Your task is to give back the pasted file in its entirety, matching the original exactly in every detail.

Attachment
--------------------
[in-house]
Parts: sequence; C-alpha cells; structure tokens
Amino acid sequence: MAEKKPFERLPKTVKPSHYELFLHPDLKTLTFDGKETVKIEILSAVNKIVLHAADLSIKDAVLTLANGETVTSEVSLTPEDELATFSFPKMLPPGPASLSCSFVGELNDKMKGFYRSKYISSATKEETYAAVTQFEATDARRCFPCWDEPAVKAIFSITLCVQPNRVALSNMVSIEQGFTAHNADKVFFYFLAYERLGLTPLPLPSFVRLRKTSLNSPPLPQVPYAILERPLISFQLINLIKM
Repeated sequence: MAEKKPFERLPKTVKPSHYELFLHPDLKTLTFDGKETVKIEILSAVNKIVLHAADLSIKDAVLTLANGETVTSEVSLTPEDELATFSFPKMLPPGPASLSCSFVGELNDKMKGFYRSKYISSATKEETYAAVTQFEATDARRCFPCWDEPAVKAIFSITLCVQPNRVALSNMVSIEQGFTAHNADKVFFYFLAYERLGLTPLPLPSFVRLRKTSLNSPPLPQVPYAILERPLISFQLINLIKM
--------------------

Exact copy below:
[in-house]
Parts: sequence; C-alpha cells; structure tokens
Amino acid sequence: MAEKKPFERLPKTVKPSHYELFLHPDLKTLTFDGKETVKIEILSAVNKIVLHAADLSIKDAVLTLANGETVTSEVSLTPEDELATFSFPKMLPPGPASLSCSFVGELNDKMKGFYRSKYISSATKEETYAAVTQFEATDARRCFPCWDEPAVKAIFSITLCVQPNRVALSNMVSIEQGFTAHNADKVFFYFLAYERLGLTPLPLPSFVRLRKTSLNSPPLPQVPYAILERPLISFQLINLIKM
Repeated sequence: MAEKKPFERLPKTVKPSHYELFLHPDLKTLTFDGKETVKIEILSAVNKIVLHAADLSIKDAVLTLANGETVTSEVSLTPEDELATFSFPKMLPPGPASLSCSFVGELNDKMKGFYRSKYISSATKEETYAAVTQFEATDARRCFPCWDEPAVKAIFSITLCVQPNRVALSNMVSIEQGFTAHNADKVFFYFLAYERLGLTPLPLPSFVRLRKTSLNSPPLPQVPYAILERPLISFQLINLIKM